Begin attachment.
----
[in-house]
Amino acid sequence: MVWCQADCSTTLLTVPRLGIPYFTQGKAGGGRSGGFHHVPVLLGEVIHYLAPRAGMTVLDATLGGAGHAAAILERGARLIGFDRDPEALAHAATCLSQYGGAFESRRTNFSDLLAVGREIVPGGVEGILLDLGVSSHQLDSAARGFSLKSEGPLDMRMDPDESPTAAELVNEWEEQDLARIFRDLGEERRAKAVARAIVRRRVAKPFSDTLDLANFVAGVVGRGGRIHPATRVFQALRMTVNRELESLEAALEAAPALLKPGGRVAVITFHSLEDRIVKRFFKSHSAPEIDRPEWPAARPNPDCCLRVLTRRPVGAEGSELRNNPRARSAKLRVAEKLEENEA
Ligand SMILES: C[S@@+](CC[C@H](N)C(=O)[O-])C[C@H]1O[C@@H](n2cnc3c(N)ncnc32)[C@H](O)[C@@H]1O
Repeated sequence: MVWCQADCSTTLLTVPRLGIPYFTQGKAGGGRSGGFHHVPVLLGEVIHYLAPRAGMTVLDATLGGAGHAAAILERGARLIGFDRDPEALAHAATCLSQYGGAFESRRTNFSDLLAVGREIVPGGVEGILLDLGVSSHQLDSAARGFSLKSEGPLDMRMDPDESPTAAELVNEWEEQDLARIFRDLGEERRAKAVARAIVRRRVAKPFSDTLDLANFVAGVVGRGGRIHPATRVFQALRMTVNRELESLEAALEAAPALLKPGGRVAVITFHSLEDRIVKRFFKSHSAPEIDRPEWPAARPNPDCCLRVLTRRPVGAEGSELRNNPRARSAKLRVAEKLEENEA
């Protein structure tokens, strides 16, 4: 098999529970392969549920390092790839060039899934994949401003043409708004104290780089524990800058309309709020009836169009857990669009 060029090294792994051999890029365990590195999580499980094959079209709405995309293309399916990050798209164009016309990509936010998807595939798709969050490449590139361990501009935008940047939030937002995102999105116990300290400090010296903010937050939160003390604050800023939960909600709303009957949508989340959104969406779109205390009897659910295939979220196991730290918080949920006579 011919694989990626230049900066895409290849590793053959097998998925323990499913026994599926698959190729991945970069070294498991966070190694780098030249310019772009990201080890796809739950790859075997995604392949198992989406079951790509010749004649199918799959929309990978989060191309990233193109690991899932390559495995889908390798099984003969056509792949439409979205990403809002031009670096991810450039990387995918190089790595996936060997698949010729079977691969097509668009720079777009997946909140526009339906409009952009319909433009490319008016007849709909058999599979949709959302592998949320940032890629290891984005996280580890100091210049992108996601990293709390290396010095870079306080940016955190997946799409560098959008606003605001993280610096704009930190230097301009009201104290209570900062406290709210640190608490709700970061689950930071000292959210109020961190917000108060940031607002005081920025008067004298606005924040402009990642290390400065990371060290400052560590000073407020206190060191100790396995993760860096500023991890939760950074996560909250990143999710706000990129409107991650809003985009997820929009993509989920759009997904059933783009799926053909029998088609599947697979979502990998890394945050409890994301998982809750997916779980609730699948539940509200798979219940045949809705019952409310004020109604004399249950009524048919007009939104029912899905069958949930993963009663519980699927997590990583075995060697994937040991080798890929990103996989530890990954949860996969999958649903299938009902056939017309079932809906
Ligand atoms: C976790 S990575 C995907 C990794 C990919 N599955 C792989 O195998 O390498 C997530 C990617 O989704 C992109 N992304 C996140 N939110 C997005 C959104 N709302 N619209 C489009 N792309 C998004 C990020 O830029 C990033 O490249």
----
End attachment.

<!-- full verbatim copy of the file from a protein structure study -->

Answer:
[in-house]
Amino acid sequence: MVWCQADCSTTLLTVPRLGIPYFTQGKAGGGRSGGFHHVPVLLGEVIHYLAPRAGMTVLDATLGGAGHAAAILERGARLIGFDRDPEALAHAATCLSQYGGAFESRRTNFSDLLAVGREIVPGGVEGILLDLGVSSHQLDSAARGFSLKSEGPLDMRMDPDESPTAAELVNEWEEQDLARIFRDLGEERRAKAVARAIVRRRVAKPFSDTLDLANFVAGVVGRGGRIHPATRVFQALRMTVNRELESLEAALEAAPALLKPGGRVAVITFHSLEDRIVKRFFKSHSAPEIDRPEWPAARPNPDCCLRVLTRRPVGAEGSELRNNPRARSAKLRVAEKLEENEA
Ligand SMILES: C[S@@+](CC[C@H](N)C(=O)[O-])C[C@H]1O[C@@H](n2cnc3c(N)ncnc32)[C@H](O)[C@@H]1O
Repeated sequence: MVWCQADCSTTLLTVPRLGIPYFTQGKAGGGRSGGFHHVPVLLGEVIHYLAPRAGMTVLDATLGGAGHAAAILERGARLIGFDRDPEALAHAATCLSQYGGAFESRRTNFSDLLAVGREIVPGGVEGILLDLGVSSHQLDSAARGFSLKSEGPLDMRMDPDESPTAAELVNEWEEQDLARIFRDLGEERRAKAVARAIVRRRVAKPFSDTLDLANFVAGVVGRGGRIHPATRVFQALRMTVNRELESLEAALEAAPALLKPGGRVAVITFHSLEDRIVKRFFKSHSAPEIDRPEWPAARPNPDCCLRVLTRRPVGAEGSELRNNPRARSAKLRVAEKLEENEA
């Protein structure tokens, strides 16, 4: 098999529970392969549920390092790839060039899934994949401003043409708004104290780089524990800058309309709020009836169009857990669009 060029090294792994051999890029365990590195999580499980094959079209709405995309293309399916990050798209164009016309990509936010998807595939798709969050490449590139361990501009935008940047939030937002995102999105116990300290400090010296903010937050939160003390604050800023939960909600709303009957949508989340959104969406779109205390009897659910295939979220196991730290918080949920006579 011919694989990626230049900066895409290849590793053959097998998925323990499913026994599926698959190729991945970069070294498991966070190694780098030249310019772009990201080890796809739950790859075997995604392949198992989406079951790509010749004649199918799959929309990978989060191309990233193109690991899932390559495995889908390798099984003969056509792949439409979205990403809002031009670096991810450039990387995918190089790595996936060997698949010729079977691969097509668009720079777009997946909140526009339906409009952009319909433009490319008016007849709909058999599979949709959302592998949320940032890629290891984005996280580890100091210049992108996601990293709390290396010095870079306080940016955190997946799409560098959008606003605001993280610096704009930190230097301009009201104290209570900062406290709210640190608490709700970061689950930071000292959210109020961190917000108060940031607002005081920025008067004298606005924040402009990642290390400065990371060290400052560590000073407020206190060191100790396995993760860096500023991890939760950074996560909250990143999710706000990129409107991650809003985009997820929009993509989920759009997904059933783009799926053909029998088609599947697979979502990998890394945050409890994301998982809750997916779980609730699948539940509200798979219940045949809705019952409310004020109604004399249950009524048919007009939104029912899905069958949930993963009663519980699927997590990583075995060697994937040991080798890929990103996989530890990954949860996969999958649903299938009902056939017309079932809906
Ligand atoms: C976790 S990575 C995907 C990794 C990919 N599955 C792989 O195998 O390498 C997530 C990617 O989704 C992109 N992304 C996140 N939110 C997005 C959104 N709302 N619209 C489009 N792309 C998004 C990020 O830029 C990033 O490249």